Kendra DeColo / Jenkins

The Numinous Nightscapes of Kendra Decolo

By Arya F. Jenkins

Thieves in the Afterlife, DeColo
Thieves in the Afterlife
Kendra DeColo
978-0989979702
(2014, Saturnalia Books)
$15, Paper

To read Kendra DeColo’s first collection of poetry, Thieves in the Afterlife, is to be struck dumb for a while, and to find yourself staring at language as if it is a fire out of control that you dare not interrupt regardless of what and how much it burns.

Her language is explosive and her themes, challenging. One of the opening poems is about her clitoris, which she likens to a prison:

“…….Your rap sheet is decent
as a prisoner earning good time

in the library, eating pages of the dictionary
to stay alive…”

Her own body as well as actual prisons, seedy nightclubs, cemeteries, are her subjects and she explores them with gutsy ferociousness and glee, like a psychic surgeon at work on her own interior, recollections, vision. A sense of danger pervades as the poet steadfastly hulls what is both beautiful and unsettling out of dark, numinous places, as in “Anthem,” which sets the tone at the onset:

…. “The world

belongs to the panty-less

and unshaved.

God bless the subwoofer and carnival

ride-hitching, the jukebox

junkies, five-and-dime

store thieving laureate

of all things counterfeit

and candescent.”

DeColo’s poems are as richly raunchy as they are intimate and thoughtful. “Barnacle,” for example, lures with a voice as provocatively astringent as Plath’s and as playfully exuberant as Neruda’s:

“You suicide letter of glee, treble clef kiss, alphabet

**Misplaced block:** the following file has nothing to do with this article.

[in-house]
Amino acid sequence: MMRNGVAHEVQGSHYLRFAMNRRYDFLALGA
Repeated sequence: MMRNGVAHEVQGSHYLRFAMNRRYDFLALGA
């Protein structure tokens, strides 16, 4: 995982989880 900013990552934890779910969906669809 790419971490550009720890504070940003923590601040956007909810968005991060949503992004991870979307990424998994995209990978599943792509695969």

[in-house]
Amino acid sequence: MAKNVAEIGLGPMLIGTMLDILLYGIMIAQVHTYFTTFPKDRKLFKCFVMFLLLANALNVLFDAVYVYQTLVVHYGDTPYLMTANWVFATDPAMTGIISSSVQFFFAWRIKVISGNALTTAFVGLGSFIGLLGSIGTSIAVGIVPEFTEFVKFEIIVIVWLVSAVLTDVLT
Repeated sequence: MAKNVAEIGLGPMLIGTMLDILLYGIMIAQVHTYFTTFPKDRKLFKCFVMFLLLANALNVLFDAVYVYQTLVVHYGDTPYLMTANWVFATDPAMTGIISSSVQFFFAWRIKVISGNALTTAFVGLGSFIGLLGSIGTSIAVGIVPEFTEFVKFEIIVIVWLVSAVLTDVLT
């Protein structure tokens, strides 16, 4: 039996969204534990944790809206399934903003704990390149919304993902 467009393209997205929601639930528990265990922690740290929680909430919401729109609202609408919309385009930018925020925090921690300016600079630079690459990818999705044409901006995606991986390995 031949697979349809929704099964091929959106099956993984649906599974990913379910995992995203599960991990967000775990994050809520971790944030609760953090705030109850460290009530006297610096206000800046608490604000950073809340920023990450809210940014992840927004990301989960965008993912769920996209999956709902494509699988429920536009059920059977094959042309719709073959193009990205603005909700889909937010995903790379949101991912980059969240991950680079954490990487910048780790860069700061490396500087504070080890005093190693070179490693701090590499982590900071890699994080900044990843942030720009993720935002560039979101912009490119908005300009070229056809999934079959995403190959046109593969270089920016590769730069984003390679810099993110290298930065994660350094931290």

of orgasms and mineral lung. You bootlegger of miracles, preacher
with a lisp.”

In the second part, the poet takes on the undersheath of strange male subjects—Gary Coleman, Rodney Dangerfield, an obnoxious male critic—as well as the male side of herself with uncompromising honesty and wicked insight.  Lusty wit and playfulness often underlie the serious, and seriousness often underlies the playful.

From “The Strap-On Speaks”—

“What am I to you
if not the climb

towards blinding light,

unmappable intimacies,
if not this apathy

of reckless stars…”

The numinous surfaces again in “After Seeing The Misfits” in the third section:

“To believe in a god so obscene
she cannot stop loving us
is to believe in our own goodness, no matter
how rough and unearthed, that one day I will love
back with the indigence of my body. Will hear the roar begin
in my palms and catch fire.”

In “Carnival, Provincetown,” the narrator manages to fuse the lust of her childhood with that of her grown self while registering the hungry sensuality and reserve of male bodies held at bay:

…”I want to take back
the clear light of August

humming at the end of the season,

wear it like a second sex,

every blue-vesseled body

and rippled gesture,”…

Armed with the fine pick of language, DeColo peels layers of truth searching out the holy inside the human, the human inside the natural, endowing the most surreal and unlikely subjects with beauty and incandescence.

Thieves in the Afterlife received the 2013 Saturnalia Books Poetry Prize selected by Yusef Komunyakaa. DeColo is book editor at Muzzle Magazine, and guest teaches at Sarah Lawrence College. Another poetry collection, My Dinner with Ron Jeremy, is forthcoming from Third Man Books this May. She resides in Nashville.

Published in Cider Press Review, Volume 18, Issue 4.

Arya F. Jenkins Arya F. Jenkins’s poetry, fiction and creative nonfiction have appeared in journals such as Agave Magazine, Brilliant Corners, Cleaver Magazine, The Feminist Wire and Provincetown Arts Magazine. Her poetry was nominated for the Pushcart Prize in 2015. She writes short stories for Jerry Jazz Musician, which commissioned her to write jazz fiction. Fiction is forthcoming in Burrow Press Review. Her poetry chapbook, Silence Has A Name, was published by Finishing Line Press February 2016. She is working on a third collection of poetry titled, Songs of Turbulent Leavings.

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